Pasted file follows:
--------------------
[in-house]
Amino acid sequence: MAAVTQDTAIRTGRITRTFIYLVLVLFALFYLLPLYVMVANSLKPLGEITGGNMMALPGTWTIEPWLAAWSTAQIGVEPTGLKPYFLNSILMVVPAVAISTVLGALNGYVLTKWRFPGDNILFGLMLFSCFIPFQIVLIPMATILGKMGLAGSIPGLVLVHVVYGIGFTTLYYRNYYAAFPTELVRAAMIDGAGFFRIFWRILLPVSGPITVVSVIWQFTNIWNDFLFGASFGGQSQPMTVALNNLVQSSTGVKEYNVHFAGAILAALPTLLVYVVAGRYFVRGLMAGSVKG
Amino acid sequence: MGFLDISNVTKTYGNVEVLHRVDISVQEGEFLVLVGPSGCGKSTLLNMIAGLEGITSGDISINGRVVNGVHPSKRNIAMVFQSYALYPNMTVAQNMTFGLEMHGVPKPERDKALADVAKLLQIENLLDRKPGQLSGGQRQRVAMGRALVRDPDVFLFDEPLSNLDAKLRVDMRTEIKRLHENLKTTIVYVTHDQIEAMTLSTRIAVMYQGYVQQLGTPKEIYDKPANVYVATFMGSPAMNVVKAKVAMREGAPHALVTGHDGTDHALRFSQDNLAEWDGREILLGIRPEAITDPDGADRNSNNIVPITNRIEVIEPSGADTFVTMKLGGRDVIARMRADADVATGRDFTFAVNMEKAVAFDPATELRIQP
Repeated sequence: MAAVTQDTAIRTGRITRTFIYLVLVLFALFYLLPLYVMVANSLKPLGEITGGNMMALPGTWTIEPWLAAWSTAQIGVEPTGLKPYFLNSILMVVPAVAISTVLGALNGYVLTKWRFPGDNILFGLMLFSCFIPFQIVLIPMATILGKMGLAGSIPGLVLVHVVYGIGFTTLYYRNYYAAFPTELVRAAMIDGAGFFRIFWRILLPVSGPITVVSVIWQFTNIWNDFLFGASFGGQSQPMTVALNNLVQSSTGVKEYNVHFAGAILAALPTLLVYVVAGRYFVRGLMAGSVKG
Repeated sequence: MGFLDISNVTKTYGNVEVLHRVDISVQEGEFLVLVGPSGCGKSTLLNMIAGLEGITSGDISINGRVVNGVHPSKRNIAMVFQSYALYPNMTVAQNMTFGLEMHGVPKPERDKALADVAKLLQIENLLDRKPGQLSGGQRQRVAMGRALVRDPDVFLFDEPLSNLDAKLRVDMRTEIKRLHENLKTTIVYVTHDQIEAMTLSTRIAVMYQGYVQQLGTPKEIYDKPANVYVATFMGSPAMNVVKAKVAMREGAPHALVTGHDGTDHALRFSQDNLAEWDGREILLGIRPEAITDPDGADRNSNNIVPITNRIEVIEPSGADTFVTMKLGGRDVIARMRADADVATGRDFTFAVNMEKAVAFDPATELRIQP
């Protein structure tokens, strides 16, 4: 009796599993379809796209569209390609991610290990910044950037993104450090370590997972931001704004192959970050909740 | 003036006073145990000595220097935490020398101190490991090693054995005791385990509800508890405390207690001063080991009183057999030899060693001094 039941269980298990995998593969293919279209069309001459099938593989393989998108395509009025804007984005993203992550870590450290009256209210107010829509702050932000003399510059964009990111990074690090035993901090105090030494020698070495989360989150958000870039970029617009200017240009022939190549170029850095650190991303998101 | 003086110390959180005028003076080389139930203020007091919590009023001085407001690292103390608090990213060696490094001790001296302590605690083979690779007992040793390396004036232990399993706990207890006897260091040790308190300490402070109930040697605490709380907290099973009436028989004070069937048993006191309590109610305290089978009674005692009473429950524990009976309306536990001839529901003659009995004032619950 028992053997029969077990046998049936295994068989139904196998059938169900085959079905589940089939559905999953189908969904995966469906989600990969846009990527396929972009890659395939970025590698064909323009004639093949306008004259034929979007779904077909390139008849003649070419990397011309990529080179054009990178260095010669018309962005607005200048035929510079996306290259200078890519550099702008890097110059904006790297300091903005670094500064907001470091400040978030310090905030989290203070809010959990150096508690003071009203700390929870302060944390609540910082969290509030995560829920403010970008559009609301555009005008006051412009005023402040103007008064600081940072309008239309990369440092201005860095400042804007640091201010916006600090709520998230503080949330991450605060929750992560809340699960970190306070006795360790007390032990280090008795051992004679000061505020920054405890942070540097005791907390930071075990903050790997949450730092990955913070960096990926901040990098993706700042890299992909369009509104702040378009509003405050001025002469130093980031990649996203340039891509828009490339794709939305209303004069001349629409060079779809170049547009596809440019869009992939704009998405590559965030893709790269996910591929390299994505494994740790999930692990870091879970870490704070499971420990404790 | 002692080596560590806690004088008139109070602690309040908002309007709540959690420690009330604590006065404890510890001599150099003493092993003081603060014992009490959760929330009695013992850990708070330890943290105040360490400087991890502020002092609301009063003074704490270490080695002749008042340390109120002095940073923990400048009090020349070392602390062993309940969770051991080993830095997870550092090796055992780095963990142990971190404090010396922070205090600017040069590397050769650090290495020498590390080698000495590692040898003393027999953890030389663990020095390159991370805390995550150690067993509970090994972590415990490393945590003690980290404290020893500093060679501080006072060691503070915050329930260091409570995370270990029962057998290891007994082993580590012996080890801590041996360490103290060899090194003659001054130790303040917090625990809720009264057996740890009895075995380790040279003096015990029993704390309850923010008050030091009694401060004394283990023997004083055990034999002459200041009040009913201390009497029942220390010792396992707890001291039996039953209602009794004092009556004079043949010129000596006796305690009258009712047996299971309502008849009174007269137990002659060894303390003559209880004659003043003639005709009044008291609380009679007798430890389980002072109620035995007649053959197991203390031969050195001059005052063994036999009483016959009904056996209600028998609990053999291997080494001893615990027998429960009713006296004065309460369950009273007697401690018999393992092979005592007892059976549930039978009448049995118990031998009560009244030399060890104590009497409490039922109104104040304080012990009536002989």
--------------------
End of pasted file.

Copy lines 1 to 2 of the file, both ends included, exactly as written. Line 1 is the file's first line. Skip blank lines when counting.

[in-house]
Amino acid sequence: MAAVTQDTAIRTGRITRTFIYLVLVLFALFYLLPLYVMVANSLKPLGEITGGNMMALPGTWTIEPWLAAWSTAQIGVEPTGLKPYFLNSILMVVPAVAISTVLGALNGYVLTKWRFPGDNILFGLMLFSCFIPFQIVLIPMATILGKMGLAGSIPGLVLVHVVYGIGFTTLYYRNYYAAFPTELVRAAMIDGAGFFRIFWRILLPVSGPITVVSVIWQFTNIWNDFLFGASFGGQSQPMTVALNNLVQSSTGVKEYNVHFAGAILAALPTLLVYVVAGRYFVRGLMAGSVKG